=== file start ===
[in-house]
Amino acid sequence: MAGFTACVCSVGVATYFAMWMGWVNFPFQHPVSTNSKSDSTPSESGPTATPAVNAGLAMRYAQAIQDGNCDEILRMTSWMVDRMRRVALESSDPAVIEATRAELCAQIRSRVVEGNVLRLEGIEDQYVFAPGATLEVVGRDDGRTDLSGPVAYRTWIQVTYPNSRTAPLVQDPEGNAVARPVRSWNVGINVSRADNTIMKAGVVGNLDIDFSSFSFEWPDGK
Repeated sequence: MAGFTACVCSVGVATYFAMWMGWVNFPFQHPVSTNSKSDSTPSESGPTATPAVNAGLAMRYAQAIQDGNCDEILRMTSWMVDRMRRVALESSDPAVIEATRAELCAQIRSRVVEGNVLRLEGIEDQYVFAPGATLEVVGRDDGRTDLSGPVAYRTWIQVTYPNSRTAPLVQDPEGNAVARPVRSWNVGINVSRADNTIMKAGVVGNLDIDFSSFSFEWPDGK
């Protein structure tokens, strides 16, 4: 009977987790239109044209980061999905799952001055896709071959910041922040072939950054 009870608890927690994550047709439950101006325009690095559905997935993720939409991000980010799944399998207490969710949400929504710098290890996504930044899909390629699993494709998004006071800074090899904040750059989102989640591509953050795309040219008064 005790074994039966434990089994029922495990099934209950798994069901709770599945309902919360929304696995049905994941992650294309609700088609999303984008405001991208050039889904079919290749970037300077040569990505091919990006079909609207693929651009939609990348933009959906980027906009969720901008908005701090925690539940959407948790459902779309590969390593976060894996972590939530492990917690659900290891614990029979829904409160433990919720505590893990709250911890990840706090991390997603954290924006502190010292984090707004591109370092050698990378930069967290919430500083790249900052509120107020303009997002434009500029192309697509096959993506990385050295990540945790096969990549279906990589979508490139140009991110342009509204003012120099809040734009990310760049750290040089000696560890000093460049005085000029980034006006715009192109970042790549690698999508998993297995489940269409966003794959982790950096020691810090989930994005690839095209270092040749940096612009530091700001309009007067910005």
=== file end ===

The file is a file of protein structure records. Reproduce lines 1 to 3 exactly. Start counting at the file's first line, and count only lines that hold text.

[in-house]
Amino acid sequence: MAGFTACVCSVGVATYFAMWMGWVNFPFQHPVSTNSKSDSTPSESGPTATPAVNAGLAMRYAQAIQDGNCDEILRMTSWMVDRMRRVALESSDPAVIEATRAELCAQIRSRVVEGNVLRLEGIEDQYVFAPGATLEVVGRDDGRTDLSGPVAYRTWIQVTYPNSRTAPLVQDPEGNAVARPVRSWNVGINVSRADNTIMKAGVVGNLDIDFSSFSFEWPDGK
Repeated sequence: MAGFTACVCSVGVATYFAMWMGWVNFPFQHPVSTNSKSDSTPSESGPTATPAVNAGLAMRYAQAIQDGNCDEILRMTSWMVDRMRRVALESSDPAVIEATRAELCAQIRSRVVEGNVLRLEGIEDQYVFAPGATLEVVGRDDGRTDLSGPVAYRTWIQVTYPNSRTAPLVQDPEGNAVARPVRSWNVGINVSRADNTIMKAGVVGNLDIDFSSFSFEWPDGK